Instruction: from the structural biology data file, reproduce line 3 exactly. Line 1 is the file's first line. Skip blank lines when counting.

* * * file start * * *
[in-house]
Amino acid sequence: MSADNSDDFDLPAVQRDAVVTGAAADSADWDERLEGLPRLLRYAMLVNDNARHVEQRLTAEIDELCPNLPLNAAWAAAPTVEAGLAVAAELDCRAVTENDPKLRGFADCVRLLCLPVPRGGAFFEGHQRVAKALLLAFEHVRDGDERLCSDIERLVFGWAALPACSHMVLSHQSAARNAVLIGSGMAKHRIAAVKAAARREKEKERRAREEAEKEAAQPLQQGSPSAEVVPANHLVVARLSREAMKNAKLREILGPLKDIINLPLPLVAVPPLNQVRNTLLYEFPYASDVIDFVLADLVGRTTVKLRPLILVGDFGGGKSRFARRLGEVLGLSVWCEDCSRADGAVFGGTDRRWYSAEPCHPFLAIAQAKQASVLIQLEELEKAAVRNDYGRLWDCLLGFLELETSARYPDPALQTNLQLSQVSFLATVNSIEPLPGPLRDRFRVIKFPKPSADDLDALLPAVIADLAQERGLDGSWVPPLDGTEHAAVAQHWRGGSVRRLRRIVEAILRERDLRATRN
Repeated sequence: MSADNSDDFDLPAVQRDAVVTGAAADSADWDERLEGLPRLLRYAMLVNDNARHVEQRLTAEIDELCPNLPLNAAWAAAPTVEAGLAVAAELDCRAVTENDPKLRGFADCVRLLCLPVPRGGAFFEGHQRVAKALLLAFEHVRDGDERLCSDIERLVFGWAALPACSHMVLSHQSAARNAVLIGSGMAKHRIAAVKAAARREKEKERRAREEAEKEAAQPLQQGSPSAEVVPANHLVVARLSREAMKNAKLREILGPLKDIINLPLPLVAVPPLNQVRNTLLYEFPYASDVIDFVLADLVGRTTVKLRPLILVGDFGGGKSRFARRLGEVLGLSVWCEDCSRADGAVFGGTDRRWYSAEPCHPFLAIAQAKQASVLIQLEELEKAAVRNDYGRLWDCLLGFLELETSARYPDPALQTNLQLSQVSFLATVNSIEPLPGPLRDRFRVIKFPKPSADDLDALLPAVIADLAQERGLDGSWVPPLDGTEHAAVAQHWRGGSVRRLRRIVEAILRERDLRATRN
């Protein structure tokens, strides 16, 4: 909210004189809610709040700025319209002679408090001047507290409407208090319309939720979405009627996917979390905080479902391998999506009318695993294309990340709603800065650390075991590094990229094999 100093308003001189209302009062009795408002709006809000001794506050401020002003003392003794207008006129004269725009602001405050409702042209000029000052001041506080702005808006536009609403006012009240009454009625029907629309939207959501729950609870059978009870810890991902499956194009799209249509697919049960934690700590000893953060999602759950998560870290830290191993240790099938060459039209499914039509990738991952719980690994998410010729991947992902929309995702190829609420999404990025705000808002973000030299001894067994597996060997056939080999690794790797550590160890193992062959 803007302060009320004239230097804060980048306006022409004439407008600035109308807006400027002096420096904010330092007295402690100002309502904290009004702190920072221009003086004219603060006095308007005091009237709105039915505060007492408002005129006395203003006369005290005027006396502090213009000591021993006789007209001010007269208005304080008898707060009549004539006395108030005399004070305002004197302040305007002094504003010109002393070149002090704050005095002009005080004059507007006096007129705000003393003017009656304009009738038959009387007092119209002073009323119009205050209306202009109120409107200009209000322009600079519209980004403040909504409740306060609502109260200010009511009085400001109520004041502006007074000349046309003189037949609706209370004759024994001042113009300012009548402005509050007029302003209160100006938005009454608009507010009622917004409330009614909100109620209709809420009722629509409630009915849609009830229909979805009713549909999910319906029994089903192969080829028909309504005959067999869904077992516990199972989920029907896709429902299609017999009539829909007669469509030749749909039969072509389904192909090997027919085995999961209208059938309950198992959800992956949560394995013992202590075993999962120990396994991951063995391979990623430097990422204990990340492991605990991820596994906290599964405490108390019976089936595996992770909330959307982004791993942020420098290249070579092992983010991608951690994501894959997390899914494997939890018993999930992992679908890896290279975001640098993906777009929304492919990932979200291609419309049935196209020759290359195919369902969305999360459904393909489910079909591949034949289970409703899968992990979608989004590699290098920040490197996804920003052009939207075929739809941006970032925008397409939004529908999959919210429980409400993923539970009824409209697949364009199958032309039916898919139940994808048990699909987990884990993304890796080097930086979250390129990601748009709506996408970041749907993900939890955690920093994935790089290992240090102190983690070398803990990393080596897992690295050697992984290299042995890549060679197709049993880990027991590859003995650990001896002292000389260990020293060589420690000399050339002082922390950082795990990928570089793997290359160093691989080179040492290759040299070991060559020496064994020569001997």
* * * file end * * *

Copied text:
Repeated sequence: MSADNSDDFDLPAVQRDAVVTGAAADSADWDERLEGLPRLLRYAMLVNDNARHVEQRLTAEIDELCPNLPLNAAWAAAPTVEAGLAVAAELDCRAVTENDPKLRGFADCVRLLCLPVPRGGAFFEGHQRVAKALLLAFEHVRDGDERLCSDIERLVFGWAALPACSHMVLSHQSAARNAVLIGSGMAKHRIAAVKAAARREKEKERRAREEAEKEAAQPLQQGSPSAEVVPANHLVVARLSREAMKNAKLREILGPLKDIINLPLPLVAVPPLNQVRNTLLYEFPYASDVIDFVLADLVGRTTVKLRPLILVGDFGGGKSRFARRLGEVLGLSVWCEDCSRADGAVFGGTDRRWYSAEPCHPFLAIAQAKQASVLIQLEELEKAAVRNDYGRLWDCLLGFLELETSARYPDPALQTNLQLSQVSFLATVNSIEPLPGPLRDRFRVIKFPKPSADDLDALLPAVIADLAQERGLDGSWVPPLDGTEHAAVAQHWRGGSVRRLRRIVEAILRERDLRATRN